Second only to North Male' Atoll as the centre of the Maldivian tourist industry, Ari Atoll sits to the west of the capital, a vast oval lagoon dotted with reefs and as sumptuously inviting as anywhere else in the country. Like Male' Atoll, Ari is known universally by its traditional name rather than its official name of Alif, a usage we have followed here.
To the east, Ari Atoll is separated from South Male' Atoll by a 40km-wide channel, perhaps 500m deep; to the west, the sea floor drops precipitously to over 2000m. Abundant marine life in the atoll creates nutrient-rich water that flows out through channels, attracting large creatures from the open sea and divers from all over the world.
Despite its importance for the tourism industry, Ari Atoll is not a particularly developed part of the country. The regional capital, Mahibadhoo, has a population of just 1750 and there are only 18 inhabited islands in the entire atoll. The Indian Ocean tsunami did not massively affect the atoll, due to North and South Male' Atolls bearing the brunt of the wave. All resorts that were affected here have long since been up and running again.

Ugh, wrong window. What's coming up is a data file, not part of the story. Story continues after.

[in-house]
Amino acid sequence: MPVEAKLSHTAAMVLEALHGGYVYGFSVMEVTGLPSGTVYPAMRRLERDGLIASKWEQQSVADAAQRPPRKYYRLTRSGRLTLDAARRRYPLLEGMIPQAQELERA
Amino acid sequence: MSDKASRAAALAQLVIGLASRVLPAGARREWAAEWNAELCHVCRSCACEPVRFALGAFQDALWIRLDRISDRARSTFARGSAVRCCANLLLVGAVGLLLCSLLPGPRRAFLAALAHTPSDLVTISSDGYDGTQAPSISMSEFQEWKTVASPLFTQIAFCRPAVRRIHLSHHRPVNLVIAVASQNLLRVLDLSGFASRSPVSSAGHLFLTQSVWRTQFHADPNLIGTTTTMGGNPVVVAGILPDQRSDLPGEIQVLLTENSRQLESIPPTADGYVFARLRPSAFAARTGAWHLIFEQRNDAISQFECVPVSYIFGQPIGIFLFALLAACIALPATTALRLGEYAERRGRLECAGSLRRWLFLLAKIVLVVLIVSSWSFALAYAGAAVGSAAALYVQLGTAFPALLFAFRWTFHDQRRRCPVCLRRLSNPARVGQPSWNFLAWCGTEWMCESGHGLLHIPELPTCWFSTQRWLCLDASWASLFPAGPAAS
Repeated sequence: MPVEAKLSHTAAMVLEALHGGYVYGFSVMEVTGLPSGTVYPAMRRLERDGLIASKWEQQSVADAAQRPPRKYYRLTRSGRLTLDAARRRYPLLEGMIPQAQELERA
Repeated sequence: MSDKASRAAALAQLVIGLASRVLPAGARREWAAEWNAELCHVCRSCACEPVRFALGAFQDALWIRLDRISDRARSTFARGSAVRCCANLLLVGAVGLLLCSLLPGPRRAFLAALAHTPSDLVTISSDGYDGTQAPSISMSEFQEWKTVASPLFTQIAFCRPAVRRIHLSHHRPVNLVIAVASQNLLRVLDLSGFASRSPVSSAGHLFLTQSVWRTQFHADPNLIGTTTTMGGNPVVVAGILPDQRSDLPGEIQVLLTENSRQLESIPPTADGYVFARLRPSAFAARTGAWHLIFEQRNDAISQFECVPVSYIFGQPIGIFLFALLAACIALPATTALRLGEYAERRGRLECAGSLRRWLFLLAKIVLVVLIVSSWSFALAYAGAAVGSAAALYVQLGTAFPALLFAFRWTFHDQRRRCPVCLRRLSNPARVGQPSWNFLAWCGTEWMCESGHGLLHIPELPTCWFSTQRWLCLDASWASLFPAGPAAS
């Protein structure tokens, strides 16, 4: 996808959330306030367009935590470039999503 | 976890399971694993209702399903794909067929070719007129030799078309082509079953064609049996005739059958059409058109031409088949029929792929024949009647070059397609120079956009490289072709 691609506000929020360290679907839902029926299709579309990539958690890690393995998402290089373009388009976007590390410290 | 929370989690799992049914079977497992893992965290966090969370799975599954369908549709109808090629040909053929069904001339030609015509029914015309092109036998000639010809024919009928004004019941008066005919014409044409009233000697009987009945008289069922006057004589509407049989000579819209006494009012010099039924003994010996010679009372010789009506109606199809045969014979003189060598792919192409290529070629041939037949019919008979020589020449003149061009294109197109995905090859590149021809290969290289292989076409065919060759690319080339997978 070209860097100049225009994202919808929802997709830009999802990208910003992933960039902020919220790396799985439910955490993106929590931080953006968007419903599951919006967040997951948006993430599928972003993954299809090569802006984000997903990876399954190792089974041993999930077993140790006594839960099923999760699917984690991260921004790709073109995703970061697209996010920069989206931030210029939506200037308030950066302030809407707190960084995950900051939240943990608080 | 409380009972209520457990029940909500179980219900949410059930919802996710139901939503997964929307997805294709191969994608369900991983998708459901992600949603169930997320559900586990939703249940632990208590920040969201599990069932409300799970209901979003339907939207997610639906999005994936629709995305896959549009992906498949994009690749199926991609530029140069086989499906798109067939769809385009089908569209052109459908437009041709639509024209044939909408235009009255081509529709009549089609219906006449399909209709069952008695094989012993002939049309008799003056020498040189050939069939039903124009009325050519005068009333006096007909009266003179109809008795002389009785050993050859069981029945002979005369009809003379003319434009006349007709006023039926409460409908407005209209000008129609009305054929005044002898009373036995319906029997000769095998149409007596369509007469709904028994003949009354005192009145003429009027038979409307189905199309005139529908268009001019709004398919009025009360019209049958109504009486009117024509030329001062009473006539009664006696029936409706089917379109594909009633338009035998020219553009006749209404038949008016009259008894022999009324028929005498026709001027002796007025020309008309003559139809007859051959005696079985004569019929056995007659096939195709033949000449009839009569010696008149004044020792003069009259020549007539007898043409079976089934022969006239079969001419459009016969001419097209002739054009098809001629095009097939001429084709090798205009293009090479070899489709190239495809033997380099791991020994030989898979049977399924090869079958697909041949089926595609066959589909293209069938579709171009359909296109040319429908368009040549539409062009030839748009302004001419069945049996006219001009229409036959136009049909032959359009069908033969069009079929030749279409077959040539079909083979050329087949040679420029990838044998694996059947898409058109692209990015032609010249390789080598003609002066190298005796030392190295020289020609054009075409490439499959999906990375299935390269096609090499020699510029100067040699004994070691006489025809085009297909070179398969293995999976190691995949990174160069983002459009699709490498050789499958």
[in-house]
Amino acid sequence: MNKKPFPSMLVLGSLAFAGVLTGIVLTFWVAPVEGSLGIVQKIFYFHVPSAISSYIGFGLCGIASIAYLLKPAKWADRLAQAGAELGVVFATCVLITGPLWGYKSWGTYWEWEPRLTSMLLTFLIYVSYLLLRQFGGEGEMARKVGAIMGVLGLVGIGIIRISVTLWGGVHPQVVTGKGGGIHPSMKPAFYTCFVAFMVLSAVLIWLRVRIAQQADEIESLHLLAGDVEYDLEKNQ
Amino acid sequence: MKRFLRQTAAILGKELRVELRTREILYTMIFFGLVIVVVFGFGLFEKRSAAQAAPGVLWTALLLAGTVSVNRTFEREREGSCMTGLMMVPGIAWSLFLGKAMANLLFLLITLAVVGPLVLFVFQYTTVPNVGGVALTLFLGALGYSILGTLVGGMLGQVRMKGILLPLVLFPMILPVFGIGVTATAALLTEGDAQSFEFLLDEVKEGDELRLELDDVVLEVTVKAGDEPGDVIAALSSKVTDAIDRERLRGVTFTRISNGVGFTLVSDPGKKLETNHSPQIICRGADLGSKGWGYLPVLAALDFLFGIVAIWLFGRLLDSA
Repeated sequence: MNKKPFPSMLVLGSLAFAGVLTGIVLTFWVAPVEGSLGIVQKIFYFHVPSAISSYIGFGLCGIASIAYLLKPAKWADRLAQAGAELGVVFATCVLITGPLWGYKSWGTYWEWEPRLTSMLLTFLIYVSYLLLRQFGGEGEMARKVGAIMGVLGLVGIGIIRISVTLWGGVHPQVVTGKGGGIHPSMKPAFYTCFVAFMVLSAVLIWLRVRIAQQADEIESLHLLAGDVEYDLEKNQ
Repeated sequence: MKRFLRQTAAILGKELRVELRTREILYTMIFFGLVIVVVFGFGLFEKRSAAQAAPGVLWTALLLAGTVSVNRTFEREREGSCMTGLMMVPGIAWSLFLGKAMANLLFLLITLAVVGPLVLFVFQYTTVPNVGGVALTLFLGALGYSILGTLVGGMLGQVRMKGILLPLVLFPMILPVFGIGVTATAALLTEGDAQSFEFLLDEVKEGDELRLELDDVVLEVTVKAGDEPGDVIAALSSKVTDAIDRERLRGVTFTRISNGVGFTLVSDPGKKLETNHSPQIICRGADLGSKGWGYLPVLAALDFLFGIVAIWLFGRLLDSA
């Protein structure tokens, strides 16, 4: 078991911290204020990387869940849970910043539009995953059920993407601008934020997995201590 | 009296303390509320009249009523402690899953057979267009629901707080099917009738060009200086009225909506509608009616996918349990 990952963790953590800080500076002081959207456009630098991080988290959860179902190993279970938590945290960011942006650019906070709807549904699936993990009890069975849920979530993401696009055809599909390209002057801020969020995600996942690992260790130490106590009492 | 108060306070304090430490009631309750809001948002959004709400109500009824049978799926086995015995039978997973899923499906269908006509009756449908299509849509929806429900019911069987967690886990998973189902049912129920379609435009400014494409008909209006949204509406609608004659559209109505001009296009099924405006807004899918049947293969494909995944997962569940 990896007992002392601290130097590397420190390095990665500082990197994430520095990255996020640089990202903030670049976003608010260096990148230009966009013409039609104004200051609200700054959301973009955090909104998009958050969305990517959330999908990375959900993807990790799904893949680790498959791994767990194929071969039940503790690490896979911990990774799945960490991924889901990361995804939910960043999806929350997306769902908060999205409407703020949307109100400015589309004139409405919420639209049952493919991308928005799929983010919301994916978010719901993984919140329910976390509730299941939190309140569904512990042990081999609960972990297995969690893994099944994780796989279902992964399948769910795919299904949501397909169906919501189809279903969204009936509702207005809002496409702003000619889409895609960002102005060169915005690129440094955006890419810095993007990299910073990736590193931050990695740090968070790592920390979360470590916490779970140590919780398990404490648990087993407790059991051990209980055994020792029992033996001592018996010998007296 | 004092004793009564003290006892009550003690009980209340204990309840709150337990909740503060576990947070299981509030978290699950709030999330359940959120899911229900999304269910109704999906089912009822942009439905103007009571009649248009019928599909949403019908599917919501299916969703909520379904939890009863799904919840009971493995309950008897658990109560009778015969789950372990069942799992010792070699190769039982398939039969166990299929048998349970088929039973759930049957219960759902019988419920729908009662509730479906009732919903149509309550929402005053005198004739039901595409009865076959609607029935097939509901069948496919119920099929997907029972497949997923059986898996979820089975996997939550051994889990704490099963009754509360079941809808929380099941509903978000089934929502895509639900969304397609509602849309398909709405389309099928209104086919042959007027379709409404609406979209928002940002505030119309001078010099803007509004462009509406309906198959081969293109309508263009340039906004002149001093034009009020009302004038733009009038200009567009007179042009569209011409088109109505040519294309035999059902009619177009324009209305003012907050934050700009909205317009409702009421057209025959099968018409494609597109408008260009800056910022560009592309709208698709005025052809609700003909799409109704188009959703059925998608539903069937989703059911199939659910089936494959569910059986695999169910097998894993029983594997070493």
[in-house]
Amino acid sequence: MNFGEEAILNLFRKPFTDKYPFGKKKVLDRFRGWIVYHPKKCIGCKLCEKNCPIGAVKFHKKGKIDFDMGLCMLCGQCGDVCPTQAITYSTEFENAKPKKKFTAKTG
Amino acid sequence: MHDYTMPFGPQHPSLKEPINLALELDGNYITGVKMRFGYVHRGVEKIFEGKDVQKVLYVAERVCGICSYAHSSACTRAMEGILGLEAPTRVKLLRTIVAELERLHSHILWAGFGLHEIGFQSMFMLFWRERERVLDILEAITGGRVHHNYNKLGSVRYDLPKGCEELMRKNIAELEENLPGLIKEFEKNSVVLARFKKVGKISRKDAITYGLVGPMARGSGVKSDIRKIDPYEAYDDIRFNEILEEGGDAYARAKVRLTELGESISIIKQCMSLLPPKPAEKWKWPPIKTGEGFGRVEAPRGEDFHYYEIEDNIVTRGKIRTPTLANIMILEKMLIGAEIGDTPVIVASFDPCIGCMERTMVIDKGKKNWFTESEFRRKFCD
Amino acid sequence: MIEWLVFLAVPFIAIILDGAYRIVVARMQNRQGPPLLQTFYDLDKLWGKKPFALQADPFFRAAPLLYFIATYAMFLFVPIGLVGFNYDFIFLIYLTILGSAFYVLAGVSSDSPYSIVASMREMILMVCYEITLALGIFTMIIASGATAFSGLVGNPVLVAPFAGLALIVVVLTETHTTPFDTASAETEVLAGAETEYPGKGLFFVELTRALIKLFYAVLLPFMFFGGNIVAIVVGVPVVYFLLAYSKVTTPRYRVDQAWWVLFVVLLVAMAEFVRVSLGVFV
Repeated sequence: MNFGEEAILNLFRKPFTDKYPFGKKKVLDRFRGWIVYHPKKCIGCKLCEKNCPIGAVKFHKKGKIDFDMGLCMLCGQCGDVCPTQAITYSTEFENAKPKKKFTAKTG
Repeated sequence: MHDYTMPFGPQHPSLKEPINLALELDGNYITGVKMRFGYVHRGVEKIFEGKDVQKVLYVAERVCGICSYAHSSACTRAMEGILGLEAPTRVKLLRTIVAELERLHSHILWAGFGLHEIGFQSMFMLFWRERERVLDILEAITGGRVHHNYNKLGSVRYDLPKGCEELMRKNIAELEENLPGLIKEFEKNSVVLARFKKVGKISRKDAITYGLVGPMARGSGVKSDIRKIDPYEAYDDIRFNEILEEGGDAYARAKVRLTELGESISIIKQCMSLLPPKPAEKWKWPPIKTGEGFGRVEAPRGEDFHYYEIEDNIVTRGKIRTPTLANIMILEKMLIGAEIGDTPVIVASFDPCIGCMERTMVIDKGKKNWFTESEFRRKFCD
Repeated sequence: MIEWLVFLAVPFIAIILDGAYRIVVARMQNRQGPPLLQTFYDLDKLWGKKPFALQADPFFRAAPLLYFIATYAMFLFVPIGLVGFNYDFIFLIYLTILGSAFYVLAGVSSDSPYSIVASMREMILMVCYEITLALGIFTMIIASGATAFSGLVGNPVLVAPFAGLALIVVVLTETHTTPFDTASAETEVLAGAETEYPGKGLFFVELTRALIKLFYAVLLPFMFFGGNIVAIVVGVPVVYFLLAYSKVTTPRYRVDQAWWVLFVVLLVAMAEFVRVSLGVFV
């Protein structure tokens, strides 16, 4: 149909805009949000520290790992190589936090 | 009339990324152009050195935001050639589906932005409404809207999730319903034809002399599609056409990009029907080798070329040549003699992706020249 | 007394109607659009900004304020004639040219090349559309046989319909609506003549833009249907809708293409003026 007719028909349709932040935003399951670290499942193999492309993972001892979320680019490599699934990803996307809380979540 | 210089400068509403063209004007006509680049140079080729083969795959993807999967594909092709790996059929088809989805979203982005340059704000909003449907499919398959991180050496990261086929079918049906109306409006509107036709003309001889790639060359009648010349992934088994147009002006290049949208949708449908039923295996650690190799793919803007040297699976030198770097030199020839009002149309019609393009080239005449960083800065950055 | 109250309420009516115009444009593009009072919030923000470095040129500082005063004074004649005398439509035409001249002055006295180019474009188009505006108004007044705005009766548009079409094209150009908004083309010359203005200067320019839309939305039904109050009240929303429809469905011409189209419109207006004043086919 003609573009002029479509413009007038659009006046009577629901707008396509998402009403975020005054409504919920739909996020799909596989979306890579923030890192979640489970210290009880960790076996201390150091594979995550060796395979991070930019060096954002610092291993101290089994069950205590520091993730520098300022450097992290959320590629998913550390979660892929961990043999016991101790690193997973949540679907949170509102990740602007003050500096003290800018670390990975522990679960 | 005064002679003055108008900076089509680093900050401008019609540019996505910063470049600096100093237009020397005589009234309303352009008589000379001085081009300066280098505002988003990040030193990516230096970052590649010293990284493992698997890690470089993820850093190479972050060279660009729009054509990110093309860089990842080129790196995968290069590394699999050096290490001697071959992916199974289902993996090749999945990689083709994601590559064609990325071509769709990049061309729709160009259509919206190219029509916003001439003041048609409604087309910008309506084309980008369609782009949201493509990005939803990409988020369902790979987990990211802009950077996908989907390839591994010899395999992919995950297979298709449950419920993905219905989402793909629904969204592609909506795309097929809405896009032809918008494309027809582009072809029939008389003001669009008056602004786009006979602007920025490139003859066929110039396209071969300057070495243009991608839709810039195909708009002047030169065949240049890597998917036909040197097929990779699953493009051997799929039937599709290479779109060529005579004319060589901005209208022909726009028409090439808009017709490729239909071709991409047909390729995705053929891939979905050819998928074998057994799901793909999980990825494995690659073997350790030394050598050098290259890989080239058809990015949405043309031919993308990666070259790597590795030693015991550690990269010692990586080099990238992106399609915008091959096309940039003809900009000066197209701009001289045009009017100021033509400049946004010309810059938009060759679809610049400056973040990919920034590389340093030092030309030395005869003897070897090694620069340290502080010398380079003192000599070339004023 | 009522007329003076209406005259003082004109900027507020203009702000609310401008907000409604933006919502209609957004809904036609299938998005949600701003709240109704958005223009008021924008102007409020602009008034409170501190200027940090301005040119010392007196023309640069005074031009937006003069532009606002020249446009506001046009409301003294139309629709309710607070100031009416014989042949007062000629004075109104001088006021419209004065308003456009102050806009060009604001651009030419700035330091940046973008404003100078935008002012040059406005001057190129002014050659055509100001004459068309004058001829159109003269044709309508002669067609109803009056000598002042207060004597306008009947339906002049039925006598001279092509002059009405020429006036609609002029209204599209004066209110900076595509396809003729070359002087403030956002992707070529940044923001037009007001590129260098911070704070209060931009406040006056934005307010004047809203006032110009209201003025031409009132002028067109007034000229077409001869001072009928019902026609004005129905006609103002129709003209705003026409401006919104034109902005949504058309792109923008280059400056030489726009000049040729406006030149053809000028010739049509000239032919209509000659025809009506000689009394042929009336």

The 28 resorts here are some of the best-established in the country and include the Hilton Maldives, frequently winner of various 'best hotels in the world' accolades, as well as Dhoni Mighili, one of the most extraordinary resorts in the whole country, where guests stay aboard their own customised luxury dhoni. Whatever you seek from the Maldives you'll find it in Ari Atoll.
Was this article helpful?